Kukla's Korner Hockey
from the Vancouver Sun,
Let’s face it: in the Canucks, Anaheim had to worry about two-thirds of one forward line, a banged-up defence and a great goaltender, and still were a bounce here or there from losing four games.
It would have been a grave miscarriage of justice, but the scores (if not the games) were really that close.
But now, they’ve drawn the Nucks Deluxe.
Like Vancouver, Detroit has a potential series-stealer in goal with Hasek. Like the Canucks, the Wings can play a team defence so confounding, it gets in their opponents’ heads. Like Vancouver, Detroit hangs around, and often finds a way to make something out of nothing at the end.
from Mark Whicker of the OC Register,
Detroit has 42-year-old goaltender Dominik Hasek. Detroit has 45-year-old defenseman Chris Chelios.
Hasek is 20 years older than Ryan Getzlaf, who marks his 22nd birthday today.
Chelios came into the NHL when there were just 21 teams. Heck, his first fight was with Joe Louis.
This is why the Western Conference finals will be such a different series from the first two.
Not because the Ducks won’t beat Detroit, because they should.
from the CP via the Globe and Mail,
Hasek’s style of goaltending is difficult to define. He suggests no word for it himself. He uses the butterfly leg spread that long ago became the rage, and he also flops around as if he’s trying to make snow angles on the ice.
“I do anything to stop the puck,” he says. “It doesn’t matter how I am described.
“I like to always be in the right position. Unfortunately, there are times you are not in the right position and you have to jump and do whatever you have to do to reach the puck. I don’t care how my style is described as long as I stop the puck.”
Well, this morning I took a quick look at the Wings ticket situation for game 1. I could have purchased a block of 16 tickets in the upper bowl, row 24 at $99 a piece or a block of 20 standing room only tickets for $108 a pop.
Can you imagine if the opposing team was a little closer than Anaheim? The Joe would have a well represented presence from the visiting team.
from Eric Duhatschek of the Globe and Mail,
I asked Schneider: Did he believe there was justice in professional sport? He had a big smile on his face, when he answered in four precise words: No, I do not. But he knew where I was going – that even if the Sharks were only a minute away from assuming a 3-1 series lead, Detroit was the better team by far that night and deserved to win in overtime.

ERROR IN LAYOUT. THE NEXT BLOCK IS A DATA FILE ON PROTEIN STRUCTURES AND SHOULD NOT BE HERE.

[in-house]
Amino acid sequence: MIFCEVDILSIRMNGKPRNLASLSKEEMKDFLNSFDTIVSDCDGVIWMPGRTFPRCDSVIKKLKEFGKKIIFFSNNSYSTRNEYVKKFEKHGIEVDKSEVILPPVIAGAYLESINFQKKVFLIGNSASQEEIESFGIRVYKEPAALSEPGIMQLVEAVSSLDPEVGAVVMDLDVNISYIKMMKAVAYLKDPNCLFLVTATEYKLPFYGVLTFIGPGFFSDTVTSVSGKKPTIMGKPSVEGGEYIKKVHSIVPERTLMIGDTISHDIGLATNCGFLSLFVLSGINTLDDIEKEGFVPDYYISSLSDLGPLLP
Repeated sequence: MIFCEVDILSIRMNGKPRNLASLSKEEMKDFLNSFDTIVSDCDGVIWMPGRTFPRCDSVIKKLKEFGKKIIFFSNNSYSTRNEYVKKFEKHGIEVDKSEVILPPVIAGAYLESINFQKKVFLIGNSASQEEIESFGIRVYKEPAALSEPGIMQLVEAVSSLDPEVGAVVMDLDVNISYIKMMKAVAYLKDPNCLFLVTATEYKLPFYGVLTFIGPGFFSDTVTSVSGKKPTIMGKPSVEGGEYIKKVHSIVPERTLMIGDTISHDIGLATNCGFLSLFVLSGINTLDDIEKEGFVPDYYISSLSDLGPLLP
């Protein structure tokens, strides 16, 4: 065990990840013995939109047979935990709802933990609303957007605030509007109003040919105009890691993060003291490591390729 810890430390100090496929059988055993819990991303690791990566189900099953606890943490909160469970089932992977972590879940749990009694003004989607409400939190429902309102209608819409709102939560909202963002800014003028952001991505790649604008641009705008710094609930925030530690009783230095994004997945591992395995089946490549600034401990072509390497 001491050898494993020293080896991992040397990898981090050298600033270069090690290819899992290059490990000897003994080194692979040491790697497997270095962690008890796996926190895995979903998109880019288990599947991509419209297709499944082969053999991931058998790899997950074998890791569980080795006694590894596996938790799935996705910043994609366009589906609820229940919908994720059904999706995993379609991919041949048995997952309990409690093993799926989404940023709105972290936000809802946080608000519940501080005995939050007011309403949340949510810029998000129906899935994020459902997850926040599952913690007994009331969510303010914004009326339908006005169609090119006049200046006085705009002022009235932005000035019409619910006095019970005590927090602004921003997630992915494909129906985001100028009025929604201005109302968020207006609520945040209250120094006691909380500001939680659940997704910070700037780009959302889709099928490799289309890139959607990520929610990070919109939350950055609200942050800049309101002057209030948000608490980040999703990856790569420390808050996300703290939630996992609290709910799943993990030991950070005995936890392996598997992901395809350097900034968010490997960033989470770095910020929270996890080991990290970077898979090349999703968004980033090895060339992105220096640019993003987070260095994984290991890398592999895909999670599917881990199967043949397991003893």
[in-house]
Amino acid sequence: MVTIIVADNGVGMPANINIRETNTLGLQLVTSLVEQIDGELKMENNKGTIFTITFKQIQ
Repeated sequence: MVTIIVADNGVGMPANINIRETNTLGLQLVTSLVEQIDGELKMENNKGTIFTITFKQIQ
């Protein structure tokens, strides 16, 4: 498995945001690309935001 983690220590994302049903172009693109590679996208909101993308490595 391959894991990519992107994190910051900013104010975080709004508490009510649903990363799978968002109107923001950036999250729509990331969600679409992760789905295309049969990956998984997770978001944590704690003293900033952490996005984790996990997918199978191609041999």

So when Schneider broke his wrist in the next game – proving his point, there was no justice in pro sport – I almost felt as if I’d jinxed him with the question. Superstition shows no bounds, presumably.
read on and Eric reverses the curse, picking the Wings in six.
from Red Fisher of the Montreal Gazette,
The Buffalo Sabres finished No. 1 overall during the regular season with inoa franchise-high 113 points. The Detroit Red Wings matched them. Anaheim, with 110 points, led the Pacific Division. Ottawa, after a terrible first half, finished with 105 points, only two behind New Jersey.
Get the picture? No surprises. In a league that almost always delivers upsets during the playoffs, it’s only right that the NHL’s Big Four have made it to the finals in the East and West.
Now the fun really begins.
from Mike Waldner of the Daily Breeze,
All that separated the Ducks from possession of the Stanley Cup was a loss in the seventh game of the Finals.
Mike Babcock was the relatively young 40-year-old rookie NHL coach who molded the Ducks into a formidable team. He was bright, passionate, committed and, so it seemed, settling in for a long run in Anaheim.
You know, you never know.
from Randy Youngman of the OC Register,
Obviously, a one-year offer meant there were some doubts about whether Babcock could be the coach Burke wanted him to be, and Babcock wanted more than that.
“He said, ‘One year is not a lot of security,’” Burke recalled. “So he asked for permission to look around. ... He asked for a window (to negotiate with other teams) and he later asked for an extension to that (negotiating window).”
And a few days later, Babcock accepted a multiyear offer to coach the Red Wings.
from Loose Change at the Hockey News,
And all we wanted was the Detroit Red Wings to (a) embrace their spineless-ly Poker-ish ways and fold early and (b) realize that two of their key cogs in the bid for a championship were, at one time, deck hands on The Ark. Now you have the Red Wings getting unexpectedly vital contributions from players with names ending in “son”, “ov”, “berg” and “Datsyuk” and they really have this belief that a route to the Cup doesn’t necessarily require taking the Yzerman Parkway.
more on all of the teams in the CF…
via the Detroit Free Press,
This is the scenario: In order for the Florida Panthers to get this year’s first-round pick three things have to happen: 1) The Wings have to be in the final four of the playoffs, 2) Bertuzzi has to play in two-thirds of the playoff games, and 3) Bertuzzi has to be among the top-five scorers.
If the first two happen but Bertuzzi is not a top-five scorer, then it’s a second-round draft pick – unless the Wings go to the Stanley Cup finals, in which case it reverts back to a first-round pick. If Bertuzzi re-signs with the Wings, the Panthers get a second pick in 2008.
Many Wings fans know Hasek has been bothered by a left hand problem.
Our Detroit media types don’t keep us posted on some of the possible injuries players may have… But TSN does…
About Kukla's Korner Hockey
Paul Kukla founded Kukla’s Korner in 2005 and the site has since become the must-read site on the ‘net for all the latest happenings around the NHL.
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